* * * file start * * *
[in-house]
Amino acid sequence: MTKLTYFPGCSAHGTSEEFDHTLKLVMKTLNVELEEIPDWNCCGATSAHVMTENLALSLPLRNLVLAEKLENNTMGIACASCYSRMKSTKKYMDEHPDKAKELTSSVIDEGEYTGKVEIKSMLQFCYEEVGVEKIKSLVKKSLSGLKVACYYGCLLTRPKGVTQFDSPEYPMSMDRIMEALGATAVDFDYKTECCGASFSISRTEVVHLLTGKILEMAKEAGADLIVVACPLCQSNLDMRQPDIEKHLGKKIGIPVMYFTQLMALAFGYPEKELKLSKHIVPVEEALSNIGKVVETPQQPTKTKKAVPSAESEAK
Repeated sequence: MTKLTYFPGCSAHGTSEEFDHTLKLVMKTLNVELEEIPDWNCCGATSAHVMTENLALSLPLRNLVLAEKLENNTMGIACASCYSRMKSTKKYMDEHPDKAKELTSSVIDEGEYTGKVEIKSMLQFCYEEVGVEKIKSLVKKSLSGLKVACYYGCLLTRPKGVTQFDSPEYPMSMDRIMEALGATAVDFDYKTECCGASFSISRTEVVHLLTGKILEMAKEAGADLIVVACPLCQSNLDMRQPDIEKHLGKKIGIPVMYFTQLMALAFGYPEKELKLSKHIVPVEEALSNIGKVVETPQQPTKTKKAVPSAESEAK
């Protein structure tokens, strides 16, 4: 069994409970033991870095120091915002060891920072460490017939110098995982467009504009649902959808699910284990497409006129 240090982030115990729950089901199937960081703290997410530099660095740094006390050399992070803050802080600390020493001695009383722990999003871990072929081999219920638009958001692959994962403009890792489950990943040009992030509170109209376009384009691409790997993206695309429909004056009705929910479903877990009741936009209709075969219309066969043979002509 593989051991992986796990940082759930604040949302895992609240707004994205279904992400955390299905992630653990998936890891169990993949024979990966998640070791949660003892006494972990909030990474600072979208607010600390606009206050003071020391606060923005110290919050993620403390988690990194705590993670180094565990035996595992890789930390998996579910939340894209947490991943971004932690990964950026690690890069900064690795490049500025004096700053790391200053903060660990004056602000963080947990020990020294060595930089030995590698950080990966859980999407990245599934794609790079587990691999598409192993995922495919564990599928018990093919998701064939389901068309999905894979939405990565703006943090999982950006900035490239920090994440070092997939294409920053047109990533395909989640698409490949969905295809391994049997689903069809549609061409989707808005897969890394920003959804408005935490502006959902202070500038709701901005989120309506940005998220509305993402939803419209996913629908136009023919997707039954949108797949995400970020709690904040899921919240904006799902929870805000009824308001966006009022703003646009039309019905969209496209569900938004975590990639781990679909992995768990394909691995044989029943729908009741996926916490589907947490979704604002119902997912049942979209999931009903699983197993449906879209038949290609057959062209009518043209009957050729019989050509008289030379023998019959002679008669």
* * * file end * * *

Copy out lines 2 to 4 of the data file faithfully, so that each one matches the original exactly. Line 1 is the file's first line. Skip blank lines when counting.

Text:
Amino acid sequence: MTKLTYFPGCSAHGTSEEFDHTLKLVMKTLNVELEEIPDWNCCGATSAHVMTENLALSLPLRNLVLAEKLENNTMGIACASCYSRMKSTKKYMDEHPDKAKELTSSVIDEGEYTGKVEIKSMLQFCYEEVGVEKIKSLVKKSLSGLKVACYYGCLLTRPKGVTQFDSPEYPMSMDRIMEALGATAVDFDYKTECCGASFSISRTEVVHLLTGKILEMAKEAGADLIVVACPLCQSNLDMRQPDIEKHLGKKIGIPVMYFTQLMALAFGYPEKELKLSKHIVPVEEALSNIGKVVETPQQPTKTKKAVPSAESEAK
Repeated sequence: MTKLTYFPGCSAHGTSEEFDHTLKLVMKTLNVELEEIPDWNCCGATSAHVMTENLALSLPLRNLVLAEKLENNTMGIACASCYSRMKSTKKYMDEHPDKAKELTSSVIDEGEYTGKVEIKSMLQFCYEEVGVEKIKSLVKKSLSGLKVACYYGCLLTRPKGVTQFDSPEYPMSMDRIMEALGATAVDFDYKTECCGASFSISRTEVVHLLTGKILEMAKEAGADLIVVACPLCQSNLDMRQPDIEKHLGKKIGIPVMYFTQLMALAFGYPEKELKLSKHIVPVEEALSNIGKVVETPQQPTKTKKAVPSAESEAK
């Protein structure tokens, strides 16, 4: 069994409970033991870095120091915002060891920072460490017939110098995982467009504009649902959808699910284990497409006129 240090982030115990729950089901199937960081703290997410530099660095740094006390050399992070803050802080600390020493001695009383722990999003871990072929081999219920638009958001692959994962403009890792489950990943040009992030509170109209376009384009691409790997993206695309429909004056009705929910479903877990009741936009209709075969219309066969043979002509 593989051991992986796990940082759930604040949302895992609240707004994205279904992400955390299905992630653990998936890891169990993949024979990966998640070791949660003892006494972990909030990474600072979208607010600390606009206050003071020391606060923005110290919050993620403390988690990194705590993670180094565990035996595992890789930390998996579910939340894209947490991943971004932690990964950026690690890069900064690795490049500025004096700053790391200053903060660990004056602000963080947990020990020294060595930089030995590698950080990966859980999407990245599934794609790079587990691999598409192993995922495919564990599928018990093919998701064939389901068309999905894979939405990565703006943090999982950006900035490239920090994440070092997939294409920053047109990533395909989640698409490949969905295809391994049997689903069809549609061409989707808005897969890394920003959804408005935490502006959902202070500038709701901005989120309506940005998220509305993402939803419209996913629908136009023919997707039954949108797949995400970020709690904040899921919240904006799902929870805000009824308001966006009022703003646009039309019905969209496209569900938004975590990639781990679909992995768990394909691995044989029943729908009741996926916490589907947490979704604002119902997912049942979209999931009903699983197993449906879209038949290609057959062209009518043209009957050729019989050509008289030379023998019959002679008669």